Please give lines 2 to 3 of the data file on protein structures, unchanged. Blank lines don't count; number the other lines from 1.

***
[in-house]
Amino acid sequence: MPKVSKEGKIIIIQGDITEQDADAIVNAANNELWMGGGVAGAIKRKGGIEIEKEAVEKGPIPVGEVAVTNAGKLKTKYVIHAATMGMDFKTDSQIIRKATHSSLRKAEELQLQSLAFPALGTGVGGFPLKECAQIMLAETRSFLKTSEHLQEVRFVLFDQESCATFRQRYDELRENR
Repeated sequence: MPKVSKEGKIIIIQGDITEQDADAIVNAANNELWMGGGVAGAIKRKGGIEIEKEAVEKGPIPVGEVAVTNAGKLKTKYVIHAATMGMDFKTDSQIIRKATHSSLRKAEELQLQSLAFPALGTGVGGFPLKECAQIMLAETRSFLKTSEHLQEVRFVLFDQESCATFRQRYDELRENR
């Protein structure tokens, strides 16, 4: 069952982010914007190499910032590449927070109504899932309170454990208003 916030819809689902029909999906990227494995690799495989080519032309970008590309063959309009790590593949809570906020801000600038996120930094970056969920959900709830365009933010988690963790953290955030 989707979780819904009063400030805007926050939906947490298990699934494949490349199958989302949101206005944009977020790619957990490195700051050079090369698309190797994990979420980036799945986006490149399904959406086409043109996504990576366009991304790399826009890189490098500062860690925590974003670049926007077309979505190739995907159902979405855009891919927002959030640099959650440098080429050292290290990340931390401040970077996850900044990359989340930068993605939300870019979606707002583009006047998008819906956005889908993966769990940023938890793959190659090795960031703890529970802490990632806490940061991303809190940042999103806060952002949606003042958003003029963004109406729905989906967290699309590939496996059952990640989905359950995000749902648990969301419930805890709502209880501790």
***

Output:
Amino acid sequence: MPKVSKEGKIIIIQGDITEQDADAIVNAANNELWMGGGVAGAIKRKGGIEIEKEAVEKGPIPVGEVAVTNAGKLKTKYVIHAATMGMDFKTDSQIIRKATHSSLRKAEELQLQSLAFPALGTGVGGFPLKECAQIMLAETRSFLKTSEHLQEVRFVLFDQESCATFRQRYDELRENR
Repeated sequence: MPKVSKEGKIIIIQGDITEQDADAIVNAANNELWMGGGVAGAIKRKGGIEIEKEAVEKGPIPVGEVAVTNAGKLKTKYVIHAATMGMDFKTDSQIIRKATHSSLRKAEELQLQSLAFPALGTGVGGFPLKECAQIMLAETRSFLKTSEHLQEVRFVLFDQESCATFRQRYDELRENR